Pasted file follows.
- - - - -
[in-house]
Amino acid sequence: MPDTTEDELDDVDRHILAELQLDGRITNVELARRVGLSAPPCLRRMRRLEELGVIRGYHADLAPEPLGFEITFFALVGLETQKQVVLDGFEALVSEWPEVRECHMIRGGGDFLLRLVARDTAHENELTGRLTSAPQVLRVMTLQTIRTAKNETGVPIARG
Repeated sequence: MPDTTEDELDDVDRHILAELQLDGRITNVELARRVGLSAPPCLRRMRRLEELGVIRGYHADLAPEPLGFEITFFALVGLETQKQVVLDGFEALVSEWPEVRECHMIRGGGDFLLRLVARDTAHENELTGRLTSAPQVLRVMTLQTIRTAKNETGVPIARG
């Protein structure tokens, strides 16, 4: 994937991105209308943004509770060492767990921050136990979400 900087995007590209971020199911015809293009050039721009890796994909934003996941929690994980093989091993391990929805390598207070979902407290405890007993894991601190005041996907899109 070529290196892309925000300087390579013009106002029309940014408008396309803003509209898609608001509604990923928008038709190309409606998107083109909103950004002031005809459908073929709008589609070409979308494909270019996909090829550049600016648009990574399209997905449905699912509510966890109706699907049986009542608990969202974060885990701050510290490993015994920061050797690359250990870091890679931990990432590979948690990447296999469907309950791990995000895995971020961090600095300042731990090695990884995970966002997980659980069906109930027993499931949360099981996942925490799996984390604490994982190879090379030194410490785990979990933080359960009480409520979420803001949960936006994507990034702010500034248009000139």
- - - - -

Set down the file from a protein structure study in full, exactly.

[in-house]
Amino acid sequence: MPDTTEDELDDVDRHILAELQLDGRITNVELARRVGLSAPPCLRRMRRLEELGVIRGYHADLAPEPLGFEITFFALVGLETQKQVVLDGFEALVSEWPEVRECHMIRGGGDFLLRLVARDTAHENELTGRLTSAPQVLRVMTLQTIRTAKNETGVPIARG
Repeated sequence: MPDTTEDELDDVDRHILAELQLDGRITNVELARRVGLSAPPCLRRMRRLEELGVIRGYHADLAPEPLGFEITFFALVGLETQKQVVLDGFEALVSEWPEVRECHMIRGGGDFLLRLVARDTAHENELTGRLTSAPQVLRVMTLQTIRTAKNETGVPIARG
């Protein structure tokens, strides 16, 4: 994937991105209308943004509770060492767990921050136990979400 900087995007590209971020199911015809293009050039721009890796994909934003996941929690994980093989091993391990929805390598207070979902407290405890007993894991601190005041996907899109 070529290196892309925000300087390579013009106002029309940014408008396309803003509209898609608001509604990923928008038709190309409606998107083109909103950004002031005809459908073929709008589609070409979308494909270019996909090829550049600016648009990574399209997905449905699912509510966890109706699907049986009542608990969202974060885990701050510290490993015994920061050797690359250990870091890679931990990432590979948690990447296999469907309950791990995000895995971020961090600095300042731990090695990884995970966002997980659980069906109930027993499931949360099981996942925490799996984390604490994982190879090379030194410490785990979990933080359960009480409520979420803001949960936006994507990034702010500034248009000139």